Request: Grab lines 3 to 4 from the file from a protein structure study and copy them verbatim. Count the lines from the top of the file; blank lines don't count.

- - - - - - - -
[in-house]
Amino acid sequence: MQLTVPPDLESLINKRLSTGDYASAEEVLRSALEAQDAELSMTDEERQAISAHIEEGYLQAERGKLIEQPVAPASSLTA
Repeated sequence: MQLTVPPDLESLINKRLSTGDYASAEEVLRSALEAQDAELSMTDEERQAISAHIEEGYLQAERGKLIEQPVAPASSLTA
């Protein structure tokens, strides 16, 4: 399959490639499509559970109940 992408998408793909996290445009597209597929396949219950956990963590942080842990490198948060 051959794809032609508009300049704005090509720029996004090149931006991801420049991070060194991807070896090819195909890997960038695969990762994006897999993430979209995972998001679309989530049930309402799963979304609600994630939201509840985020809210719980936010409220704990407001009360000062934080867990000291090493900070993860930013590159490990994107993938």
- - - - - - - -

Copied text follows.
Repeated sequence: MQLTVPPDLESLINKRLSTGDYASAEEVLRSALEAQDAELSMTDEERQAISAHIEEGYLQAERGKLIEQPVAPASSLTA
């Protein structure tokens, strides 16, 4: 399959490639499509559970109940 992408998408793909996290445009597209597929396949219950956990963590942080842990490198948060 051959794809032609508009300049704005090509720029996004090149931006991801420049991070060194991807070896090819195909890997960038695969990762994006897999993430979209995972998001679309989530049930309402799963979304609600994630939201509840985020809210719980936010409220704990407001009360000062934080867990000291090493900070993860930013590159490990994107993938």